Making a Queer Documentary with Sophie Broadgate

Across the two years of this project we have an ongoing documentary film project. We’ve enlisted the help of filmmaker Sophie Broadgate to document the project, as well as the lives and stories of a few young LGBTQIA+ people in our group.

Sophie is a Cumbrian filmmaker who’s work explores personal subjects such as Neurodiveristy and gender. Her debut narrative short film as Director “The Water Tower (2018)” is the story of two queer isolated young people coming together and learning to how to be vulnerable. Her second narrative short film “It got me in November” (2022) is currently in on the festival circuit. We’re very excited to have such a professional filmmaker working with us on this project, both her experience in film and her personal experience as a queer person in Cumbria allows her to understand and dissect this topic along with us, and it’s been a joy to work on thus far.

Sophie filming interviews for the documentary

Heading the project, as our Creative Producer, is our Cj! As a project worker for PiNC Arts, Cj has a great understanding of our young people’s individual stories, and is steering the project alongside Sophie. This is what they had to say about the project so far:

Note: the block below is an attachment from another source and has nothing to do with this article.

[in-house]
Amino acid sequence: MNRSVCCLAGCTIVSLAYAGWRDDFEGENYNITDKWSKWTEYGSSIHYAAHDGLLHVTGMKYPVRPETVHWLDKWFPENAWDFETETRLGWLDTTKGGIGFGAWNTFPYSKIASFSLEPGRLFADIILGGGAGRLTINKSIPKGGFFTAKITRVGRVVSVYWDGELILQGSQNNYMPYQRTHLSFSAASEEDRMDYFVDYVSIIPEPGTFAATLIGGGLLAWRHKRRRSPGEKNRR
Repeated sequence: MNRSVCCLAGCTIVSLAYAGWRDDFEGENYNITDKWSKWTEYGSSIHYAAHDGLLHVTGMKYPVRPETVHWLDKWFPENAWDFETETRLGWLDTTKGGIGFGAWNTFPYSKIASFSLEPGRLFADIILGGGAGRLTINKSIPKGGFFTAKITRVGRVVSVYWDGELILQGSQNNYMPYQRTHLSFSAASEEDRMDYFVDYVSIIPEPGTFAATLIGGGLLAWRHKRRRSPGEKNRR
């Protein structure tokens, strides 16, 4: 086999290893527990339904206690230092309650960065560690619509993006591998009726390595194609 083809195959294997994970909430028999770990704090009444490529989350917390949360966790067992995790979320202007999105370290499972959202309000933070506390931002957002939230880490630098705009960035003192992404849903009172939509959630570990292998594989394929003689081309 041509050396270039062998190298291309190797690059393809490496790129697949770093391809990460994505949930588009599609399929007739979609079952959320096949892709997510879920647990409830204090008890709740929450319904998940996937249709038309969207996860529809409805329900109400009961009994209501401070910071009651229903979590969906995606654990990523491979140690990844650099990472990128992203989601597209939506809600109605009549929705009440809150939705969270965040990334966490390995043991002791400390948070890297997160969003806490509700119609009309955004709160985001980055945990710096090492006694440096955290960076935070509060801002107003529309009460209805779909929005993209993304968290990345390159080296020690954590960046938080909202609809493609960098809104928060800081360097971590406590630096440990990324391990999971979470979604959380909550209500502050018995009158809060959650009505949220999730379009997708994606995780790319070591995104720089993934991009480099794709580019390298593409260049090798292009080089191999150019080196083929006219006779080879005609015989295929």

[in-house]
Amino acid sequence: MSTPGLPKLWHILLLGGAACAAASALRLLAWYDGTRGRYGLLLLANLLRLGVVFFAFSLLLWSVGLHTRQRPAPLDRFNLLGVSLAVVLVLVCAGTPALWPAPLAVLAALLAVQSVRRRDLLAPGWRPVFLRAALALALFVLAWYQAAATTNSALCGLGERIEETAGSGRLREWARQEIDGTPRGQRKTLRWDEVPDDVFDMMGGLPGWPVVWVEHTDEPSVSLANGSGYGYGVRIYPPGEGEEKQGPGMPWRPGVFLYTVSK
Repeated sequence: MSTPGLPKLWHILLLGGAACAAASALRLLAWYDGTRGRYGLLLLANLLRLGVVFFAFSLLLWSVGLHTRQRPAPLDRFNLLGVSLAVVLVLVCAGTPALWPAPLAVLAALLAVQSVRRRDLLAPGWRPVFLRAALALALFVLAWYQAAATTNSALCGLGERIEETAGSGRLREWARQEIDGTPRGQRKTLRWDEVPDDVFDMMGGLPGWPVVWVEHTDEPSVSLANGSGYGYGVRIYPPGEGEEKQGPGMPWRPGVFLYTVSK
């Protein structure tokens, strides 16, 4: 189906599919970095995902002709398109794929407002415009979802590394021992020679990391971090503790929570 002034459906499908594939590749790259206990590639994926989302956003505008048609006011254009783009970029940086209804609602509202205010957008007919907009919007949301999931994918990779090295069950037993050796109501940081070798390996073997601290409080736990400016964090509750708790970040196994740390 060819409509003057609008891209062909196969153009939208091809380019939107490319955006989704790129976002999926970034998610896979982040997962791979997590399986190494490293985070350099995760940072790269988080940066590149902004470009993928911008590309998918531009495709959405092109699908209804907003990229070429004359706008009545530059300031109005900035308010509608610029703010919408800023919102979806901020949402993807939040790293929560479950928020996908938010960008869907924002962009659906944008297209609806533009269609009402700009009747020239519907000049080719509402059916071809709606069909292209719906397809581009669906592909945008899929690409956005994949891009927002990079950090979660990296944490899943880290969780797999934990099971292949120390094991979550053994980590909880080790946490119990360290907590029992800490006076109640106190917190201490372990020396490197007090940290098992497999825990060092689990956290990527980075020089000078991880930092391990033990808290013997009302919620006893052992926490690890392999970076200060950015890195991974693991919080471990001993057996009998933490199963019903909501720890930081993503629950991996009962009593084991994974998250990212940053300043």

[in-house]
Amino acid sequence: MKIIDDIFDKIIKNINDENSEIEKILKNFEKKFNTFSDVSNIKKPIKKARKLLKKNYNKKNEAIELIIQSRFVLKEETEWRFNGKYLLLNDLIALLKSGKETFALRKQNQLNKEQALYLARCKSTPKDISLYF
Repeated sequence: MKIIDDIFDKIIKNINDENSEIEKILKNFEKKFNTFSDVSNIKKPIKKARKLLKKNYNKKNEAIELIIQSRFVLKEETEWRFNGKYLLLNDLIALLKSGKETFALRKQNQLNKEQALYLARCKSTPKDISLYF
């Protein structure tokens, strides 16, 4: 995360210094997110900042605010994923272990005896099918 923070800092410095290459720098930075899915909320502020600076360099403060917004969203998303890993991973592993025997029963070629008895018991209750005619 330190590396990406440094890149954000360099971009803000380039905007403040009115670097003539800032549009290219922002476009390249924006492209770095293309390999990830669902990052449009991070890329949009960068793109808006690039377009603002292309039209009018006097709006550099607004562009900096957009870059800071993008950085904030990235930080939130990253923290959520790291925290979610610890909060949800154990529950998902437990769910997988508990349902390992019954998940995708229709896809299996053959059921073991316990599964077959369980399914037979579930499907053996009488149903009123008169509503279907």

Faye being interviewed for the documentary

This film is more than just showing the great work we’re doing at PiNC Arts, it’s also to document queer experiences in a part of the country that feels very cut off from the queer culture in major cities; our young people are faced with different challenges than their city counterparts. Isolation can be a huge barrier to young LGBTQIA+ in Cumbria and other rural areas, which is why safe spaces like PiNC are especially important to bring people together and form strong communities. The world seems to be getting more hostile towards LGBTQIA+ people of late, especially our Trans, Non-Binary and Gender Non-Conforming siblings, whom rarely get to voice their opinions in the debate for their rights.

This film is about breaking down the narrative about our community, allowing our young people to tell their stories in their own words and pull up a seat to the table. We know that culture is always youth-led, so to give these young people a voice is so important to break down per-conceived notions of LGBTQIA+ people and ultimately empower people with knowledge of lived experiences to challenge the narrative. In addition to this, at the end of the project our film will have several public screenings, both in and outside of Cumbria, in the hopes that people will see the amazing achievements of our young people.

A massive thank you to our funders, the Heritage Lottery Fund, for backing our project documenting the hidden diversities in Cumbria.

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